3. Communicate frequently, transparently, and with humility. The pandemic has required more communication to keep staff informed on what they need to do, what the company is doing, and how they can remain productive. Why does this have to stop now or in the “new normal?” Communication has been more transparent - the WHY has been at the center of communications more than I’ve seen before. This has been a positive and we should continue. Finally, the humility in communications has been excellent in building connection and emotional responses. CEOs and leaders that are typically guarded have been sharing their fears and anxieties, while communicating in humanizing ways. This has resonated with staff in engaging ways and should become part of that “new normal.” This has not just been reserved for employees either. Companies have been using the same approach with customers. For example, I have received several emails from the CEO of Korn Ferry, Gary Burnison. In these emails, he is communicating with transparency, humility, and vulnerability. He is not only sharing how his company is responding to provide a quality customer and employee experience but is revealing his own personal stories, anxieties, fears, and realities. These communications are important to employees and have increased connection. “Navigating the crisis curve is not a journey measured in months and miles, but rather in milestones. Indeed, turning discouragement into encouragement will elevate the mundane into the miraculous.” Kudos to Gary for using vulnerability and humility as invitations to build those connections; it has not gone unnoticed by customers and employees. If you haven’t found ways to do this already, give it a try. If you have already started doing this, make it a priority to continue this, not just during a pandemic, but all the time.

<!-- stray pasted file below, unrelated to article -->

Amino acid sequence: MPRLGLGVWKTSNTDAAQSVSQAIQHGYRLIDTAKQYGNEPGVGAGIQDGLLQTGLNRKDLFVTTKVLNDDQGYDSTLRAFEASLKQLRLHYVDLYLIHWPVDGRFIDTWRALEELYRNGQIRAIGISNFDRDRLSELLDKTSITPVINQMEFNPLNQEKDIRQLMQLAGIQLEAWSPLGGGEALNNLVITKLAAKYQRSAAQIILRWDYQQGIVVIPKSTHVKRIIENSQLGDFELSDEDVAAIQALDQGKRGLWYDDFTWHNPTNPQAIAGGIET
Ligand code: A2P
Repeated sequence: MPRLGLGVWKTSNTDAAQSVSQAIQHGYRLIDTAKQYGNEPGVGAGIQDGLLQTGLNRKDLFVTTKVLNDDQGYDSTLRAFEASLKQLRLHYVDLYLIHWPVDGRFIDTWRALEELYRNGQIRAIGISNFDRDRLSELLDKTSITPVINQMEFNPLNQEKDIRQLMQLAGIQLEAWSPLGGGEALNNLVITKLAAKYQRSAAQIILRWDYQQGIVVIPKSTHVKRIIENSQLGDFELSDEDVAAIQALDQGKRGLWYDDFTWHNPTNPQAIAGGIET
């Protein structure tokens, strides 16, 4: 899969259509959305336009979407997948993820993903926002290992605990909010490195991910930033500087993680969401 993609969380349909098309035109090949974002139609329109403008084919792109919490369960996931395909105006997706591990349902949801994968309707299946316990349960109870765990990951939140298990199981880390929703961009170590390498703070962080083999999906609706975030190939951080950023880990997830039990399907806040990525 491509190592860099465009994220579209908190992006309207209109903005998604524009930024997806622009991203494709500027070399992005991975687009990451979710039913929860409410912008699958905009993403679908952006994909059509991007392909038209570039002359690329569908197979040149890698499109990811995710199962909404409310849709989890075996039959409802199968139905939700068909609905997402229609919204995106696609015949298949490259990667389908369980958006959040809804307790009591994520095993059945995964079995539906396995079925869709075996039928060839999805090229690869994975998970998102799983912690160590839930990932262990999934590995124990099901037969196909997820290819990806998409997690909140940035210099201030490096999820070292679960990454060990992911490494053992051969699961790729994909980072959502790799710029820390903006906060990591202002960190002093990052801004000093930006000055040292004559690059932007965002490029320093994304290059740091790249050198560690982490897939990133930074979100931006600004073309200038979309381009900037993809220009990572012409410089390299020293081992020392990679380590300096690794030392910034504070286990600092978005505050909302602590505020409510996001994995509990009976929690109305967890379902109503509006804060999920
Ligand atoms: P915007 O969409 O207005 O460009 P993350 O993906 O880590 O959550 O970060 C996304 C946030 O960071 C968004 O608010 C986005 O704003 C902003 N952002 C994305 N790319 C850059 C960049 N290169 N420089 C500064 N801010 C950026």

In closing, today’s volatile environment is not just about pre- and post-pandemic actions. It’s about the journey of experiencing a once-in-a-lifetime crisis together. Responding together and growing stronger through difficult times. Recovering together, building connection through shared experiences, and experimenting with new ways of working effectively. Finally, thriving together by using the strength gained while responding and connection of recovering to thrive in that “new normal” when it arrives.
Burnison, G. (2020, May 17). EMAIL: Special Edition: It’s OK to Celebrate. Korn Ferry.
Deloitte. (2020). Reboot: Approaches for leaders to enable a resilient recovery Webinar.
Drucker, P. (1967 (2017 Remastered)). The Effective Executive. New York, NY: HarperCollins.
Global Workplace Analytics. (2020, May 18). Work-At-Home After Covid-19—Our Forecast. Retrieved from Global Workplace Analytics: https://globalworkplaceanalytics.com/work-at-home-after-covid-19-our-forecast
Hoskins, D. (2014). Employees Perform Better When They Can Control Their Space. Harvard Business Review.
Morgan, J. (2017). The Employee Experience Advantage: How to Win the War for Talent by Giving Employees the Workspaces they Want, the Tools they Need, and a Culture They Can Celebrate. Hoboken, New Jersey: John Wiley & Sons, Inc.